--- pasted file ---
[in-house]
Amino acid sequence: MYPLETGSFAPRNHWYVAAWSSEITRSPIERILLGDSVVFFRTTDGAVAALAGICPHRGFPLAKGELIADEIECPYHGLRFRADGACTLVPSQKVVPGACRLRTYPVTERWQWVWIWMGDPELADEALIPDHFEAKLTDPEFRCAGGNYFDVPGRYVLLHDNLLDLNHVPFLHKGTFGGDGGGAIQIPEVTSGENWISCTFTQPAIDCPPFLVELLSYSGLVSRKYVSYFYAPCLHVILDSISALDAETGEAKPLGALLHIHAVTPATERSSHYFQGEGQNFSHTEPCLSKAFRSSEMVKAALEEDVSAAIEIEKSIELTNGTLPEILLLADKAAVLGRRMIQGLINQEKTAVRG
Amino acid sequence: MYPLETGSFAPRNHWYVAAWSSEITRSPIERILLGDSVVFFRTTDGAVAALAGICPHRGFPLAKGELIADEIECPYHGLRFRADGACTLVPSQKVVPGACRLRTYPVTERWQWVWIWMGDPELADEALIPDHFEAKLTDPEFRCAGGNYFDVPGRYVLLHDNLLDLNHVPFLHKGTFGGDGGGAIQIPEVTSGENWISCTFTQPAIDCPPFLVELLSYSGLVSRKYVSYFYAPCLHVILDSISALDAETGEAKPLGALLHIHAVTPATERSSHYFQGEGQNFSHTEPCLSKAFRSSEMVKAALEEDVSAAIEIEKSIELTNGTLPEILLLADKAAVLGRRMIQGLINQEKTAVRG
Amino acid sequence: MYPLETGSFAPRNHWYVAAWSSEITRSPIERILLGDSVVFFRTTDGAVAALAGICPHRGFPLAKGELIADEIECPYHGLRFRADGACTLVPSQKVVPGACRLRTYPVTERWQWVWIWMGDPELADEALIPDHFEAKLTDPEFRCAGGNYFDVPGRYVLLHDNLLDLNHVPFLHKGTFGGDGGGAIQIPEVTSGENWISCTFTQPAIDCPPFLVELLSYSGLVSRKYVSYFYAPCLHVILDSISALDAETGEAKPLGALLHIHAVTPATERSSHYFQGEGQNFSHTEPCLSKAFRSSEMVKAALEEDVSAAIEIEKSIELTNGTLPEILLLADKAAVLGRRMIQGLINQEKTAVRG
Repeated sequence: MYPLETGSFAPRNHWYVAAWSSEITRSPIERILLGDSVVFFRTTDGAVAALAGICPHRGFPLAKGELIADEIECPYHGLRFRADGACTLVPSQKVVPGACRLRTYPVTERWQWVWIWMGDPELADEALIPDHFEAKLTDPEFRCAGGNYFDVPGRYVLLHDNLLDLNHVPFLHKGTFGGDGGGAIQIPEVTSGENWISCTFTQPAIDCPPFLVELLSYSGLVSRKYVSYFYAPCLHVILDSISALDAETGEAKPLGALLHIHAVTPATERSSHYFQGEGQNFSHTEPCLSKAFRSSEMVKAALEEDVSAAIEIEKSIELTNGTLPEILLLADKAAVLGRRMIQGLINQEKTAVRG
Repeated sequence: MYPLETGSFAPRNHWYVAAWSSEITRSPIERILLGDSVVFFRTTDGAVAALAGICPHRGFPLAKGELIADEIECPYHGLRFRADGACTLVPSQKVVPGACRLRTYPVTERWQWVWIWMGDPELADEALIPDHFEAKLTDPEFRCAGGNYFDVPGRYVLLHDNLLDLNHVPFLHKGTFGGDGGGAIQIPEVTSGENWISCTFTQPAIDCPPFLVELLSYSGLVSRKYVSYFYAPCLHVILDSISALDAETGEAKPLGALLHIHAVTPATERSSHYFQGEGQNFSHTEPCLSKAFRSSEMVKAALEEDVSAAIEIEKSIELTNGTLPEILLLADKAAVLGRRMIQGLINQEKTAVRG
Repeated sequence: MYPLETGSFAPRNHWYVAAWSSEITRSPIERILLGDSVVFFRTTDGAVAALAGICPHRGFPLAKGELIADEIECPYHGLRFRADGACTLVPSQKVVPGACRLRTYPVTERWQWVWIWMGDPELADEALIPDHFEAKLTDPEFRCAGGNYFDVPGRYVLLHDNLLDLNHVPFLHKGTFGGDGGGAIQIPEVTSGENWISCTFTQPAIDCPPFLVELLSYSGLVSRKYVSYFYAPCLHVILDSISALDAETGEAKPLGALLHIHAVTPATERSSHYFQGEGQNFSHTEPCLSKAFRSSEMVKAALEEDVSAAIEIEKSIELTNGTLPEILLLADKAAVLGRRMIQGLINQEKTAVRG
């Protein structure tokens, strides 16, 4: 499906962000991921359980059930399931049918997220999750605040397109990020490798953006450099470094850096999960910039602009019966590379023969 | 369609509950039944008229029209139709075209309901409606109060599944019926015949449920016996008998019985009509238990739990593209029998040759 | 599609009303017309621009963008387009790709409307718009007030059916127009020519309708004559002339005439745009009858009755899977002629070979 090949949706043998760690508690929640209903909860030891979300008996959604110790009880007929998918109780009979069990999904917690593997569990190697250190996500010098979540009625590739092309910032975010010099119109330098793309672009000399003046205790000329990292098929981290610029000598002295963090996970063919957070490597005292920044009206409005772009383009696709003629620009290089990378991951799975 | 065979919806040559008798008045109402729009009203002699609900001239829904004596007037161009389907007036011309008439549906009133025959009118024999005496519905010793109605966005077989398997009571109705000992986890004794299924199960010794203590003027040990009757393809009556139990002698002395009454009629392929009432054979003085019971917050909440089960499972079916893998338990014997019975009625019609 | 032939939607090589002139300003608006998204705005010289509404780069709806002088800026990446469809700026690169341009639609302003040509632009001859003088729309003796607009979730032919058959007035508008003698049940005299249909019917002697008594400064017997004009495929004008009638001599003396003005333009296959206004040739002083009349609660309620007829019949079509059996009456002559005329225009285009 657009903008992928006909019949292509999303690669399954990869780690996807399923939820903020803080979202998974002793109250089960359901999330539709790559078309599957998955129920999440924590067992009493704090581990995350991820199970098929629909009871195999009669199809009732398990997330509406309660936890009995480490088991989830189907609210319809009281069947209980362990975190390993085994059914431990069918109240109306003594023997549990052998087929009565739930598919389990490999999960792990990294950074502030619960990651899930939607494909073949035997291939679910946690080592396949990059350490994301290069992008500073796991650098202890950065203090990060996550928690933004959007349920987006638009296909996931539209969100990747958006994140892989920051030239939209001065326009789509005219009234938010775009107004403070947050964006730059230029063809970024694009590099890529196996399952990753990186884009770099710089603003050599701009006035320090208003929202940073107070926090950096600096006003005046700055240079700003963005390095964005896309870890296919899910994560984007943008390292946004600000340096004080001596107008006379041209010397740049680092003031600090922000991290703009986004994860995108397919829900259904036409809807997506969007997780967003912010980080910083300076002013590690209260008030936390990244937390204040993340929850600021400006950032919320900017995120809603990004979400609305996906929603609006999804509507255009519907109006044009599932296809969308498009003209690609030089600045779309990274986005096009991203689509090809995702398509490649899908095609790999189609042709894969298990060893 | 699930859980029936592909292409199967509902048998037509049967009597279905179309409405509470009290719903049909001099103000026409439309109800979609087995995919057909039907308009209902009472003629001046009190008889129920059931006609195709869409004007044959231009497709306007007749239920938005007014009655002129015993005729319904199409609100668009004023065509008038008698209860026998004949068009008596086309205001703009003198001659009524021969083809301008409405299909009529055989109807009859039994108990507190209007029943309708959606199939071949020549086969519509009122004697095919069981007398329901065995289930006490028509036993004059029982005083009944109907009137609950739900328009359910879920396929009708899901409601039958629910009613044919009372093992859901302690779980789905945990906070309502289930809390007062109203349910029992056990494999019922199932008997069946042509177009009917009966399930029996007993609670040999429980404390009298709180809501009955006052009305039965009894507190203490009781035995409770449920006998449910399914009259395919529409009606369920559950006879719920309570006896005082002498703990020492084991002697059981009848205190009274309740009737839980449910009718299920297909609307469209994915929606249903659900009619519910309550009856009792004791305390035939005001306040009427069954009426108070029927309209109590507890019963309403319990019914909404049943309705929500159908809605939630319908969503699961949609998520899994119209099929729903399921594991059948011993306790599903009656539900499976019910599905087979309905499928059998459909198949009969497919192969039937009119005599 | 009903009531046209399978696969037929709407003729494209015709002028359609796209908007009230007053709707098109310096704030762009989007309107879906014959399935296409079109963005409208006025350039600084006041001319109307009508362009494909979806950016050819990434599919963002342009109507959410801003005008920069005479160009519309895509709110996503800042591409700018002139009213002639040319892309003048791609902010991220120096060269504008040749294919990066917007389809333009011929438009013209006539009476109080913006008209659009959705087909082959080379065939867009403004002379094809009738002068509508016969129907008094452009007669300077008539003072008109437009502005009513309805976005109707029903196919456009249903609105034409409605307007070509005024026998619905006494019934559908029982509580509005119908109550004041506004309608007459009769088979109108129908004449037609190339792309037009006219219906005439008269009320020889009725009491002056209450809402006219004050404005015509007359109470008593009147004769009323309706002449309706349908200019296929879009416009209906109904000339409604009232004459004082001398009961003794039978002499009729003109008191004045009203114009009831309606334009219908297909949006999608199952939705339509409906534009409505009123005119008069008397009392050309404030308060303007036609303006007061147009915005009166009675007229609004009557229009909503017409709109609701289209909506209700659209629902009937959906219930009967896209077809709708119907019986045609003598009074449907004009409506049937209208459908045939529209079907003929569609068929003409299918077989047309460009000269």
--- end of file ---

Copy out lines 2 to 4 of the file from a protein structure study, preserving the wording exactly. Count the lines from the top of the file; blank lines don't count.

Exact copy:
Amino acid sequence: MYPLETGSFAPRNHWYVAAWSSEITRSPIERILLGDSVVFFRTTDGAVAALAGICPHRGFPLAKGELIADEIECPYHGLRFRADGACTLVPSQKVVPGACRLRTYPVTERWQWVWIWMGDPELADEALIPDHFEAKLTDPEFRCAGGNYFDVPGRYVLLHDNLLDLNHVPFLHKGTFGGDGGGAIQIPEVTSGENWISCTFTQPAIDCPPFLVELLSYSGLVSRKYVSYFYAPCLHVILDSISALDAETGEAKPLGALLHIHAVTPATERSSHYFQGEGQNFSHTEPCLSKAFRSSEMVKAALEEDVSAAIEIEKSIELTNGTLPEILLLADKAAVLGRRMIQGLINQEKTAVRG
Amino acid sequence: MYPLETGSFAPRNHWYVAAWSSEITRSPIERILLGDSVVFFRTTDGAVAALAGICPHRGFPLAKGELIADEIECPYHGLRFRADGACTLVPSQKVVPGACRLRTYPVTERWQWVWIWMGDPELADEALIPDHFEAKLTDPEFRCAGGNYFDVPGRYVLLHDNLLDLNHVPFLHKGTFGGDGGGAIQIPEVTSGENWISCTFTQPAIDCPPFLVELLSYSGLVSRKYVSYFYAPCLHVILDSISALDAETGEAKPLGALLHIHAVTPATERSSHYFQGEGQNFSHTEPCLSKAFRSSEMVKAALEEDVSAAIEIEKSIELTNGTLPEILLLADKAAVLGRRMIQGLINQEKTAVRG
Amino acid sequence: MYPLETGSFAPRNHWYVAAWSSEITRSPIERILLGDSVVFFRTTDGAVAALAGICPHRGFPLAKGELIADEIECPYHGLRFRADGACTLVPSQKVVPGACRLRTYPVTERWQWVWIWMGDPELADEALIPDHFEAKLTDPEFRCAGGNYFDVPGRYVLLHDNLLDLNHVPFLHKGTFGGDGGGAIQIPEVTSGENWISCTFTQPAIDCPPFLVELLSYSGLVSRKYVSYFYAPCLHVILDSISALDAETGEAKPLGALLHIHAVTPATERSSHYFQGEGQNFSHTEPCLSKAFRSSEMVKAALEEDVSAAIEIEKSIELTNGTLPEILLLADKAAVLGRRMIQGLINQEKTAVRG